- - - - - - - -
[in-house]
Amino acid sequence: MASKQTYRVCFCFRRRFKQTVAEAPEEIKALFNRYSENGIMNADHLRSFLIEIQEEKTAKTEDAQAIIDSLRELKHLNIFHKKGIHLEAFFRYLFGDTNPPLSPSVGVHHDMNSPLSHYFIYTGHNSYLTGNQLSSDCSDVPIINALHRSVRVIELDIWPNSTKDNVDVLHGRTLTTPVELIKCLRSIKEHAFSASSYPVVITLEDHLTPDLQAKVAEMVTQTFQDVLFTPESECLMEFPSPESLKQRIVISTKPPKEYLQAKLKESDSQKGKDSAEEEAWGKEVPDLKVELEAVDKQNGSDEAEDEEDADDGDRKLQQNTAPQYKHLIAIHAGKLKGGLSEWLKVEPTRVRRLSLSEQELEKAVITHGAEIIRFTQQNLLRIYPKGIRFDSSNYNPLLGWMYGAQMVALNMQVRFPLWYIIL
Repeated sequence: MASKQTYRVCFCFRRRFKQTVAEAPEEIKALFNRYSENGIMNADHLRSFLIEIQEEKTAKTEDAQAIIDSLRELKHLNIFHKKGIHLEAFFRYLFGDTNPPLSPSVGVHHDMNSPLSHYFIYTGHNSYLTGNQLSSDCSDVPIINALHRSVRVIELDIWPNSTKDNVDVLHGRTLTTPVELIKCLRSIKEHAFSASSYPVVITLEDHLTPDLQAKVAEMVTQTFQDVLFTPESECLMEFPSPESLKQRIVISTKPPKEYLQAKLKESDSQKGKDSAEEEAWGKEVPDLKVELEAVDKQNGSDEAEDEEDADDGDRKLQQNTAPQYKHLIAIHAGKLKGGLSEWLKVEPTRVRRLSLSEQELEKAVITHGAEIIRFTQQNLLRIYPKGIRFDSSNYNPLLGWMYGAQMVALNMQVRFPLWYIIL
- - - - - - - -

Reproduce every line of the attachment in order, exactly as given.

[in-house]
Amino acid sequence: MASKQTYRVCFCFRRRFKQTVAEAPEEIKALFNRYSENGIMNADHLRSFLIEIQEEKTAKTEDAQAIIDSLRELKHLNIFHKKGIHLEAFFRYLFGDTNPPLSPSVGVHHDMNSPLSHYFIYTGHNSYLTGNQLSSDCSDVPIINALHRSVRVIELDIWPNSTKDNVDVLHGRTLTTPVELIKCLRSIKEHAFSASSYPVVITLEDHLTPDLQAKVAEMVTQTFQDVLFTPESECLMEFPSPESLKQRIVISTKPPKEYLQAKLKESDSQKGKDSAEEEAWGKEVPDLKVELEAVDKQNGSDEAEDEEDADDGDRKLQQNTAPQYKHLIAIHAGKLKGGLSEWLKVEPTRVRRLSLSEQELEKAVITHGAEIIRFTQQNLLRIYPKGIRFDSSNYNPLLGWMYGAQMVALNMQVRFPLWYIIL
Repeated sequence: MASKQTYRVCFCFRRRFKQTVAEAPEEIKALFNRYSENGIMNADHLRSFLIEIQEEKTAKTEDAQAIIDSLRELKHLNIFHKKGIHLEAFFRYLFGDTNPPLSPSVGVHHDMNSPLSHYFIYTGHNSYLTGNQLSSDCSDVPIINALHRSVRVIELDIWPNSTKDNVDVLHGRTLTTPVELIKCLRSIKEHAFSASSYPVVITLEDHLTPDLQAKVAEMVTQTFQDVLFTPESECLMEFPSPESLKQRIVISTKPPKEYLQAKLKESDSQKGKDSAEEEAWGKEVPDLKVELEAVDKQNGSDEAEDEEDADDGDRKLQQNTAPQYKHLIAIHAGKLKGGLSEWLKVEPTRVRRLSLSEQELEKAVITHGAEIIRFTQQNLLRIYPKGIRFDSSNYNPLLGWMYGAQMVALNMQVRFPLWYIIL